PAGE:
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Pig's Ears (Violet Chanterelle) Mushroom
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Pig’s Ear mushrooms are small to medium in size, averaging 5-15 centimeters in diameter, and are comprised of many folds, layers, and ridges. The caps are funnel or flute shaped and are recognized by their purple sides and their depressed yellow-brown center when young. As the mushroom ages, it will fade into a dull tan. The cap’s edges are wavy and smooth, and instead of true gills, there are many false gills in the form of ridges and shallow veins running on the sides of the cap. When sliced, the flesh of the mushroom is white and solid. Pig’s Ear mushrooms are firm and dense with a musty, earthy flavor and aroma.
Pig’s Ear mushrooms are available in the fall through winter.
Pig’s Ear mushrooms, botanically classified as Gomphus clavatus, are wild, edible mushrooms that belong to the Gomphaceae family. Also known as the Violet chanterelle, Pig’s Ear mushrooms were thought to be related to the chanterelle until their reclassification in the early 2000s and are typically found in the same regions and at the same time as chanterelle mushrooms. Growing in large clusters, these mushrooms form on moist ground or rotten wood in old coniferous forests near fir and spruce trees. Pig’s Ear mushrooms get their name from their similarity in appearance to the texture and shape of the well-known animal’s ear and are favored by foragers for their firm texture and rich, musky flavor.
Pig's Ear mushrooms contain iron, zinc, copper, vitamin D, fiber, and fatty acids that have antifungal properties. They also contain several essential enzymes such as protease, amylase, and lipase, which aid in the digestion of proteins, starches, and fats.
Pig’s Ears mushrooms are best suited for cooked applications such as boiling, frying, and sautéing. In the wild, this variety is favored by flies and these flies lay eggs in more mature mushrooms, so young mushrooms are ideal. If there are signs of maggots, the mushrooms can be parboiled and cleaned to remove larva. Pig’s Ear mushrooms have a firm and meaty texture that holds up well in soups, stews, chowders, and sauces. They can also be sautéed and served in a reduction sauce alongside beef or lamb or served in creamy pasta dishes for added texture. Pig’s Ear mushrooms pair well with garlic, onion, ginger, thyme, tarragon, oregano tofu, dark meats such as lamb or beef, artichoke hearts, sweet peppers, tamari, sake, noodles, and jasmine rice. They will keep for a couple of days when stored in a paper bag in the refrigerator or can be parboiled and flash frozen in the freezer for a couple of months.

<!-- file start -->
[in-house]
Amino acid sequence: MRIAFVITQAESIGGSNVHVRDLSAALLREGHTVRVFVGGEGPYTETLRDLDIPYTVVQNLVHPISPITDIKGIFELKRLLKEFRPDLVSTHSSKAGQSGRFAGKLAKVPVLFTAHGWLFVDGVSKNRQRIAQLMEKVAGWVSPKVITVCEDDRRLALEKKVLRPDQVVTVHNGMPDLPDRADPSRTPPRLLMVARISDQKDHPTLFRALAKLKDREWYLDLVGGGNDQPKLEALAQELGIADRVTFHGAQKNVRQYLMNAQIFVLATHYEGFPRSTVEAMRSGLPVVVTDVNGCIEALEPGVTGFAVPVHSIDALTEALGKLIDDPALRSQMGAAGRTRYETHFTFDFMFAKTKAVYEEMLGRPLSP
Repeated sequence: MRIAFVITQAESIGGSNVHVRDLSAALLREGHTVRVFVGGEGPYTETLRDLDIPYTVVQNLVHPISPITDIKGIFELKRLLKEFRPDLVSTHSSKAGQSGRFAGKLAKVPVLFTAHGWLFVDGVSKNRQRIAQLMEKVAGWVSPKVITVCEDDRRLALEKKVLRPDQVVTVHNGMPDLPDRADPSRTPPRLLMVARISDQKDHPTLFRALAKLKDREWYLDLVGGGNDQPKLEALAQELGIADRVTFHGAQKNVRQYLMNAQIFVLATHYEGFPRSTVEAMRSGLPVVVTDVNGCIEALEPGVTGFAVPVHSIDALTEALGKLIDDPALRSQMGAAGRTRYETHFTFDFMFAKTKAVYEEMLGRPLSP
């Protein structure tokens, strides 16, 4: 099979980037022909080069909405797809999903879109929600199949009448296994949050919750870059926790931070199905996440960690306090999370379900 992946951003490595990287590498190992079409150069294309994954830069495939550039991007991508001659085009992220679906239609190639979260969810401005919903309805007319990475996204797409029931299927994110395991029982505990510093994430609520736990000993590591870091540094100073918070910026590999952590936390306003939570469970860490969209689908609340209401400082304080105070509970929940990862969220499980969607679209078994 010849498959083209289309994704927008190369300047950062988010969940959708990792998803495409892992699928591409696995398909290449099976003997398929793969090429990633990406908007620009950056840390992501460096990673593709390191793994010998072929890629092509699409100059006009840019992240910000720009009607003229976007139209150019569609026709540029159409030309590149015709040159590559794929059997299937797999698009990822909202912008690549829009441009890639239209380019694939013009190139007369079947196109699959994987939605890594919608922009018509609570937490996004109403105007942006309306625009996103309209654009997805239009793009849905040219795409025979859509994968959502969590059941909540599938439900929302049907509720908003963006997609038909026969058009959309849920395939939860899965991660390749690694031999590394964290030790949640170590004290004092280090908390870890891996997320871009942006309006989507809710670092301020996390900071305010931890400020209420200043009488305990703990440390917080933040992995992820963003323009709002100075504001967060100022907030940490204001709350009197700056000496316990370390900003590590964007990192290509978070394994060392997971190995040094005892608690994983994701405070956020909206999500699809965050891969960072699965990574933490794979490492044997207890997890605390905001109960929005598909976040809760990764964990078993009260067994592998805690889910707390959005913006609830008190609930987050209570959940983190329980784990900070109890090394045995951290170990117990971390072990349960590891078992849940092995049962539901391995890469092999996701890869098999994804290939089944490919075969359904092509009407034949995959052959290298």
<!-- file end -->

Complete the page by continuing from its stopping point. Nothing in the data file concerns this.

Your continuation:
Pig’s Ear mushrooms are found across Europe, but due to cutting old growth forests, the mushroom’s numbers have rapidly declined, and they were placed on the Global Fungal Red List, which is a list that is used to bring awareness and conversation to beneficial varieties. Despite their decline in Europe, Pig’s Ear mushrooms are also found in North America and were ranked as one of the most favored varieties by the Zapotecs in Oaxaca, Mexico. This ranking was conducted according to a study done in 2007 that looked at the cultural significance of certain varieties of mushroom, and the Pig’s Ear mushroom was favored for eating as a main dish without accompanying ingredients.
Pig’s Ear mushrooms are native to North America and Europe and were first recorded by German naturalist Jacob Christian Schaffer in 1774. This variety was then transferred to many different classifications until it was reclassified into the Gomphus species in the early 2000s. Today Pig’s Ear mushrooms can be found in the wild and at local markets in the United States, Canada, Mexico, Europe, and along the border of Europe and Asia.
Recipes that include Pig's Ears (Violet Chanterelle) Mushroom. One is easiest, three is harder.
|Mad About Mushrooms||Wrapped Pork Tenderloin with Pig's Ears|